Fig. 4
Fig. 4 Percentage of people that observe speckle for each of the projector’s primary colors and for white as a function of the laser projector’s speckle contrast. The dashed lines are trend lines of the data sets to show the trend of the different primary colors.
Fig. 5
Fig. 5 A histogram of the speckle MOS score is plotted for all user responses. The blue curve is a normal distribution fit based on the mean MOS score and the MOS standard deviation.
Fig. 6
Fig. 6 Cumulative percentages versus the speckle score (scale defined by Table 1) for different laser projector speckle contrasts (C).

Tables (8)

Tables Icon

Table 2 Speckle contrast measured at each of the laser projector’s speckle settings and for each of the primary colors.

Tables Icon

Table 3 Average MOS values for speckle perception of the laser- and lamp-based projectors for all speckle settings and image types. Y (N) indicates that there is (is not) a statistically significant difference of the answers depending on the value of the parameter specified in each column, respectively.

Tables Icon

Table 4 Analysis of speckle MOS and mean difference in speckle score of the laser projector’s speckle perception and how it depends on the speckle contrast C. N is the total number of observations within each data set.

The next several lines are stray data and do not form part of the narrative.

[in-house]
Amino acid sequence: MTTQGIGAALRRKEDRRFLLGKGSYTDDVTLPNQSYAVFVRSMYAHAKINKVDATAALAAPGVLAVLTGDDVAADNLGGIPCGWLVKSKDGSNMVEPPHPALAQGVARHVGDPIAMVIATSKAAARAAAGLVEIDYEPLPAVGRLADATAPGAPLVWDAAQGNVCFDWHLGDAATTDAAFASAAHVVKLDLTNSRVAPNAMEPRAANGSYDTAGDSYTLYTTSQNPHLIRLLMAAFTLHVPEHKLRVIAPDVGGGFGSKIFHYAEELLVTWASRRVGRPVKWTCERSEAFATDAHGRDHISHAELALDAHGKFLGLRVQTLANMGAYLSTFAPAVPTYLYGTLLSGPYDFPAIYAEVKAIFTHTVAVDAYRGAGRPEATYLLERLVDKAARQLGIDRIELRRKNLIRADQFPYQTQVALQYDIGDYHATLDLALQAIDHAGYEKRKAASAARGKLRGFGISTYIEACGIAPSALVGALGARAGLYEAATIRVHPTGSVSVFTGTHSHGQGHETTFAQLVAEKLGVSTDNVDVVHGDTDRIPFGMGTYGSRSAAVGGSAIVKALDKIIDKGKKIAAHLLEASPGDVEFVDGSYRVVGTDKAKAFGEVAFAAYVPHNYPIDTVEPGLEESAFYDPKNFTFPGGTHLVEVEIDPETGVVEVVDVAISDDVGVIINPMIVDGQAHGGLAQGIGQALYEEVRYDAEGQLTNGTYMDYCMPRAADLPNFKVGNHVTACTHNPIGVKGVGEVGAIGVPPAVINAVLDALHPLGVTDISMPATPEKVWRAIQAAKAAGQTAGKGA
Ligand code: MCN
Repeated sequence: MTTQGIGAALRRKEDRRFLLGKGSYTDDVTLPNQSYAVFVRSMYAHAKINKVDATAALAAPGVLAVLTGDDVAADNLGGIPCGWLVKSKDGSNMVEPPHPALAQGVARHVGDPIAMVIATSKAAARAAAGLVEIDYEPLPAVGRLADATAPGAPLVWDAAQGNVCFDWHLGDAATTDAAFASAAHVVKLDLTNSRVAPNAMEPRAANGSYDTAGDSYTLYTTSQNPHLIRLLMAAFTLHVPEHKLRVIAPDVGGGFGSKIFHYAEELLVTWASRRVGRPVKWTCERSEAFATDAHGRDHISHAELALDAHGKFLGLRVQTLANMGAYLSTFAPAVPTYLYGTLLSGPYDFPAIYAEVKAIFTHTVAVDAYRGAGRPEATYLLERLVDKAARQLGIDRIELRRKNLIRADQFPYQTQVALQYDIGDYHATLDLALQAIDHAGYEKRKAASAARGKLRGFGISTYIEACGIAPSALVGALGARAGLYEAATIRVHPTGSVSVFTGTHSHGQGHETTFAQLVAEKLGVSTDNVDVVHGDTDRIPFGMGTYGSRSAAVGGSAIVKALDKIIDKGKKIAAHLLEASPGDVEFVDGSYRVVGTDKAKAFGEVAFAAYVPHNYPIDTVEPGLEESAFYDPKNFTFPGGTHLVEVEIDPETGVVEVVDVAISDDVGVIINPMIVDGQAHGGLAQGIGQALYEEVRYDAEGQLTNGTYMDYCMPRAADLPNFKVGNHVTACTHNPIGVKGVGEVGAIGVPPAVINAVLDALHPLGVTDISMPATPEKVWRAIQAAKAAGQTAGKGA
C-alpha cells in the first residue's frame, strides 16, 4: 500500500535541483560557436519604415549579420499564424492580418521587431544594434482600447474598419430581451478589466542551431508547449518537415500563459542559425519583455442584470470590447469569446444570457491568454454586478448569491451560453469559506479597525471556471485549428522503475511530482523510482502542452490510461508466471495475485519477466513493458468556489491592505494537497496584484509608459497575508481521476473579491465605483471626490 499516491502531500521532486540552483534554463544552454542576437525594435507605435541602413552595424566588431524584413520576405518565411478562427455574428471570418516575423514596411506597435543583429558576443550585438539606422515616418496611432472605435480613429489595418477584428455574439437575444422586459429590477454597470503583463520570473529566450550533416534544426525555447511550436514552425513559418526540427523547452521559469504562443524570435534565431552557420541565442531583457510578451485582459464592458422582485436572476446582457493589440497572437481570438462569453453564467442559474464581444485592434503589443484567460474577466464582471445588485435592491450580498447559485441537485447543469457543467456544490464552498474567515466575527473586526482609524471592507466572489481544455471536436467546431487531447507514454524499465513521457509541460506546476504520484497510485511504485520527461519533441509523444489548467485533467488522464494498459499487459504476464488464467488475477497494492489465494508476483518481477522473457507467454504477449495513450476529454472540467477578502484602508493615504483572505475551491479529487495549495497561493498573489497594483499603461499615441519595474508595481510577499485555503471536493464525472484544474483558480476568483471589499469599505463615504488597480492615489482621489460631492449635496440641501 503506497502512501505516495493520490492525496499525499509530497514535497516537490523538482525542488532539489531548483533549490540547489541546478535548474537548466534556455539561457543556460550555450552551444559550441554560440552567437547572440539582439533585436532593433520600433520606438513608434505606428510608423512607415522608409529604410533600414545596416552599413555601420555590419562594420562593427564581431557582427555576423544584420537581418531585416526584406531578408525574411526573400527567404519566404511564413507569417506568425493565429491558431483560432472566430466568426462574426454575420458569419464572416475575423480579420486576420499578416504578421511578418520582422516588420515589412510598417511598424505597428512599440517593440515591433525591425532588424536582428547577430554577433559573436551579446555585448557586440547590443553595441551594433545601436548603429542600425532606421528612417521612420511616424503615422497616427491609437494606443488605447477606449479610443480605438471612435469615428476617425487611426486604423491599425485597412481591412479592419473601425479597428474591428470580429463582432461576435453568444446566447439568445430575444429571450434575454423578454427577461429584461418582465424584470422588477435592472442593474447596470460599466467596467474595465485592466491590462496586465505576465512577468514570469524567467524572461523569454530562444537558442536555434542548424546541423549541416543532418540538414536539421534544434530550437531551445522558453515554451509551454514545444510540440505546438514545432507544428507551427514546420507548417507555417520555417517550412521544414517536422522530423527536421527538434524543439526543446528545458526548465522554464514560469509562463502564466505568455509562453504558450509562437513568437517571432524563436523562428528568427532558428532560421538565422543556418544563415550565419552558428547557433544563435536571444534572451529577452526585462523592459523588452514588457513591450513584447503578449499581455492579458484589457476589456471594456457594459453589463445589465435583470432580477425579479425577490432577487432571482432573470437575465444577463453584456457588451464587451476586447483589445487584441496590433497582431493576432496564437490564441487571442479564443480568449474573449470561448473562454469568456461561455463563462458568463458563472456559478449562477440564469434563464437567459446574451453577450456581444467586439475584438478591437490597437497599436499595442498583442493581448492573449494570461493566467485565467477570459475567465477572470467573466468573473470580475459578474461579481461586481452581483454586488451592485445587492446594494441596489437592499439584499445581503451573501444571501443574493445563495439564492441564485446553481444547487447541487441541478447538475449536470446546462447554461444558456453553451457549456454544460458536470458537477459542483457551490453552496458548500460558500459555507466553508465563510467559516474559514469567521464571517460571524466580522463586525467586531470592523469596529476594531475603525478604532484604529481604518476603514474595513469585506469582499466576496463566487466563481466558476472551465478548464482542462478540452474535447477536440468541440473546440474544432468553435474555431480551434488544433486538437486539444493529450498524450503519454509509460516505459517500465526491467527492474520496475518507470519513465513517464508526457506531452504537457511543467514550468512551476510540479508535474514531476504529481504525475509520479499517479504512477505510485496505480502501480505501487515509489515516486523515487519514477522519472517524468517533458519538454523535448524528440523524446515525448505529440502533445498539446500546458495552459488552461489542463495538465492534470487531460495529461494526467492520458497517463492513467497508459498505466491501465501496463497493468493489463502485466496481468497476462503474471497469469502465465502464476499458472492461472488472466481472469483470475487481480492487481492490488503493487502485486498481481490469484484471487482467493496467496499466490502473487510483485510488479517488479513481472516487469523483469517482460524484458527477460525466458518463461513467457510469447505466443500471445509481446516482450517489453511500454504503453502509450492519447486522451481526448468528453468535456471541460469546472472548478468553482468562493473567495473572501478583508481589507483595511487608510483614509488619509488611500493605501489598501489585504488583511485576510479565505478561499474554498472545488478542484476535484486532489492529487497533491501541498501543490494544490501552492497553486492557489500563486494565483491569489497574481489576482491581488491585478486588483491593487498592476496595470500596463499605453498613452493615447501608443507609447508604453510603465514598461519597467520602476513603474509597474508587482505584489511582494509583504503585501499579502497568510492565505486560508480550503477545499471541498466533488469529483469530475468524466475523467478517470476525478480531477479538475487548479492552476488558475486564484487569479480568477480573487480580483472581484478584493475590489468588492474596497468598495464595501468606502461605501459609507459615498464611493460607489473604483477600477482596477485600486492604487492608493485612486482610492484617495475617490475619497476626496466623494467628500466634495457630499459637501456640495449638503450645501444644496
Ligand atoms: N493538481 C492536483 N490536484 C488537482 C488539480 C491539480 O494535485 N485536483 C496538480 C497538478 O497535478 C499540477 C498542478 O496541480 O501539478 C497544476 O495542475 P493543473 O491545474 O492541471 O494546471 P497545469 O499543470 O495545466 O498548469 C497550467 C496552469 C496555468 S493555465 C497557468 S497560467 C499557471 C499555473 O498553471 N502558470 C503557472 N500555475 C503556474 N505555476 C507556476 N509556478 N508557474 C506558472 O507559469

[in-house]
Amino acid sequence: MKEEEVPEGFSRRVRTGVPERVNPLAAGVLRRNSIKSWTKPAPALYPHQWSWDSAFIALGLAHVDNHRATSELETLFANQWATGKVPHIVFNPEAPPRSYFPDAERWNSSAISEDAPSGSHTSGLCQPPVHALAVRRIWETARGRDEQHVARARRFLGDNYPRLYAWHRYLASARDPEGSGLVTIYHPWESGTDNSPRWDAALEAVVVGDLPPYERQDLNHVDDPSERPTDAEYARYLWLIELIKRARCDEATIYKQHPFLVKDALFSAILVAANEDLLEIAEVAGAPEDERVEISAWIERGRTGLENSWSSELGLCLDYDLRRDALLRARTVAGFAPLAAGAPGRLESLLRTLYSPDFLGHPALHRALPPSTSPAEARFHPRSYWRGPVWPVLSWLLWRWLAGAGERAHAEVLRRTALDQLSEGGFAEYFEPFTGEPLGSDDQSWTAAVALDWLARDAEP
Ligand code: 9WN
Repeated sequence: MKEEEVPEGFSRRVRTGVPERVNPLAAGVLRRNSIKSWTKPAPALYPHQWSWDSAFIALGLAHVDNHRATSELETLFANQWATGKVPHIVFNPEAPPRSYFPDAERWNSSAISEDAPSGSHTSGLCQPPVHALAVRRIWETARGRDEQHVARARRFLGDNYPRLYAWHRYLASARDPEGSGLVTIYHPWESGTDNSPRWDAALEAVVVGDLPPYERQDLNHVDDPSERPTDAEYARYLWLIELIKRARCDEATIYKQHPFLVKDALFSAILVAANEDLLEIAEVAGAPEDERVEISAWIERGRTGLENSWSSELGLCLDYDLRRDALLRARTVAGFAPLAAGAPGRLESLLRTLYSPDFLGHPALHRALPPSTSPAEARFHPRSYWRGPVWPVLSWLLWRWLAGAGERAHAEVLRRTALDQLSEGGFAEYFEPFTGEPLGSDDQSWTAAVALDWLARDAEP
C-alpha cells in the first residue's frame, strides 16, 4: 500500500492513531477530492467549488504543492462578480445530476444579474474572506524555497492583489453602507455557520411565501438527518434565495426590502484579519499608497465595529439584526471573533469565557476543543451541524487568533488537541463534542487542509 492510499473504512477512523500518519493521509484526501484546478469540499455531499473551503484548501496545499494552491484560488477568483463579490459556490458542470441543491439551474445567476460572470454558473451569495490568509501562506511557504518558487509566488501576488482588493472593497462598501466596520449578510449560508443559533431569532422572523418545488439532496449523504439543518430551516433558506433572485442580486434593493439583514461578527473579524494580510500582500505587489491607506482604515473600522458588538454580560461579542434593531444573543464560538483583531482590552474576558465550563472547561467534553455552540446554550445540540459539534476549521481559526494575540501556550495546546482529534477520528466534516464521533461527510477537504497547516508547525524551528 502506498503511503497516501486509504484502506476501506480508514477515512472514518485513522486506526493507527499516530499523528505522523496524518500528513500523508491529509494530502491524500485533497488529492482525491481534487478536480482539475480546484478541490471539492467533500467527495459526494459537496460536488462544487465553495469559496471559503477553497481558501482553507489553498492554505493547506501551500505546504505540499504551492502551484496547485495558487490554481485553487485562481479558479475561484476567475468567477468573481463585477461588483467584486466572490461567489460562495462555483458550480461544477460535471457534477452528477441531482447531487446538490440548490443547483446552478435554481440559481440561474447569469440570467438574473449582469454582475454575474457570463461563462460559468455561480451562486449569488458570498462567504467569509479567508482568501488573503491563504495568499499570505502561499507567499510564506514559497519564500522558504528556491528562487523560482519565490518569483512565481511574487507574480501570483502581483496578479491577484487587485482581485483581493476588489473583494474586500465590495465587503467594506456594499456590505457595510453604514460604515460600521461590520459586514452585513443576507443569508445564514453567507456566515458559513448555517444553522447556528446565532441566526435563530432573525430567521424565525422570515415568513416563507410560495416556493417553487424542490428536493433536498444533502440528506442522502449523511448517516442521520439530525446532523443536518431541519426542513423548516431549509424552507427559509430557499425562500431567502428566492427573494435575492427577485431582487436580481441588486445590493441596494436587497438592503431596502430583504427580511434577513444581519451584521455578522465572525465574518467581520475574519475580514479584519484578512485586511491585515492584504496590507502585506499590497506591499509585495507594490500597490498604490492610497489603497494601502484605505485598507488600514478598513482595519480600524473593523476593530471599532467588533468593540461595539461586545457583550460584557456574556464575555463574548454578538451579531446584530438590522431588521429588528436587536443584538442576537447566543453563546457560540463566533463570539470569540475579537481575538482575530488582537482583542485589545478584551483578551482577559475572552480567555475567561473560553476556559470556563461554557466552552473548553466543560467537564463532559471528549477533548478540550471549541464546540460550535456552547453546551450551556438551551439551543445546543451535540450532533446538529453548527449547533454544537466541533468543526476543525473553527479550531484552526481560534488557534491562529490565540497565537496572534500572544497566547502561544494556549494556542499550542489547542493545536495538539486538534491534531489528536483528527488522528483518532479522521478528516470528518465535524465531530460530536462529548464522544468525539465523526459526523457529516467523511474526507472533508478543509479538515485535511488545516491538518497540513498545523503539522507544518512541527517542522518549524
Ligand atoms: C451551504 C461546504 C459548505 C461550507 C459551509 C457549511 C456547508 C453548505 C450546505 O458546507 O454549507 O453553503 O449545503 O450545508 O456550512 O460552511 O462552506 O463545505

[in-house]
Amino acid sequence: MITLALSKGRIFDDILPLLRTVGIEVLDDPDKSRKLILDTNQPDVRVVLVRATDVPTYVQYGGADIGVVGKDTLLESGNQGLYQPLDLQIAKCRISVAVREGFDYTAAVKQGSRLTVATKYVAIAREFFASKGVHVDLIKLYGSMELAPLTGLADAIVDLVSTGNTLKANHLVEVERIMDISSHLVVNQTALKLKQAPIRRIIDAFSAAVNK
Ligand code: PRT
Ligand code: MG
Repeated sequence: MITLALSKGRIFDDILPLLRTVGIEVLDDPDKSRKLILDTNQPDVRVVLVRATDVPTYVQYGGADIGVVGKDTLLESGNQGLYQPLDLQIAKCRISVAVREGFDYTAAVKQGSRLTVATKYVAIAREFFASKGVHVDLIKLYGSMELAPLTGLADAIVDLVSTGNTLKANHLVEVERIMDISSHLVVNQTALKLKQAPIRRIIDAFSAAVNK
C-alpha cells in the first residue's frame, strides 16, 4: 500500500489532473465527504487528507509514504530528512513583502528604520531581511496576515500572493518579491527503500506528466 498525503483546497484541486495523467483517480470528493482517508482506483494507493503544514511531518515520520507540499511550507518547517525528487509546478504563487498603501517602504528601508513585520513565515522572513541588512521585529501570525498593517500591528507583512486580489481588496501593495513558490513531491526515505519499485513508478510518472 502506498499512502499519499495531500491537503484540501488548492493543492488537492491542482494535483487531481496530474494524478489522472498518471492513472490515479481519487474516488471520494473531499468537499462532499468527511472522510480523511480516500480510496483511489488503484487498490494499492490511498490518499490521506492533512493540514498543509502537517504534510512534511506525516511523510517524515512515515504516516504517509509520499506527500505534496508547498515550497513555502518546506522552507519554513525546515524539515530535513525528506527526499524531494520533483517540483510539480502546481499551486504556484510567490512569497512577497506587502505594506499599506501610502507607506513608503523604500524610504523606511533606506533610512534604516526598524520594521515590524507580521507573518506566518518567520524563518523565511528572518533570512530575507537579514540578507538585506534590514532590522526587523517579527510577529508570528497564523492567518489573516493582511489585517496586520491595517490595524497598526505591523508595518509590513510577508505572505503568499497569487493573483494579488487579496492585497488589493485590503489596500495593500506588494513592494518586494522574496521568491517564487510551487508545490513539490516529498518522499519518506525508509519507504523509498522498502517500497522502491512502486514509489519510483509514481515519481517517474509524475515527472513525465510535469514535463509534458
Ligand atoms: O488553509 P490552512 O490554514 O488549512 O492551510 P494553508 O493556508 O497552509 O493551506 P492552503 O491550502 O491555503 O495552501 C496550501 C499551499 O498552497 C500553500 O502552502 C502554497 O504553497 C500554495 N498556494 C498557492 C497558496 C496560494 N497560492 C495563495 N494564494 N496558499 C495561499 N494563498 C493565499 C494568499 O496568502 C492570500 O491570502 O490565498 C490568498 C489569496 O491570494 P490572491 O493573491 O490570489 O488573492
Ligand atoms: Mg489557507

Tables Icon

Table 5 Comparison between lamp and laser projector based on speckle for different settings of the laser projector’s speckle contrast C. Y indicates differences that are statistically significant.

Tables Icon

Table 1 Table showing the grading of the scores for speckle perception in the questionnaire.

Tables Icon

Table 6 Analysis of speckle MOS and mean difference in speckle score of the laser projector’s speckle perception and how it depends on the type of image shown. N is the total number of observations within each data set.

Tables Icon

Table 7 Analysis of speckle MOS and mean difference in speckle score of the laser projector’s speckle perception and how it depends on color blindness of the observer. N is the total number of observations within each data set.

Tables Icon

Table 8 Analysis of speckle MOS and mean difference in speckle score of the laser projector’s speckle perception for image HC2. N is the total number of observations within each data set.

Equations (6)

Equations on this page are rendered with MathJax. Learn more.

f pixel averaging > 1 pixel averaging
f ang decorr < 1 angular decorrelation
f ang decorr = Ω correct settings Ω meas settings where Ω = π ( D / 2 ) 2 d 2
= π ( 3.2 / 2 ) 2 ( 2.5 10 3 ) 2 ( 2.5 10 3 ) 2 π ( 4 / 2 ) 2
= 0.8
f = f pixel averaging f ang decorr = 1.22 0.8 = 0.98 .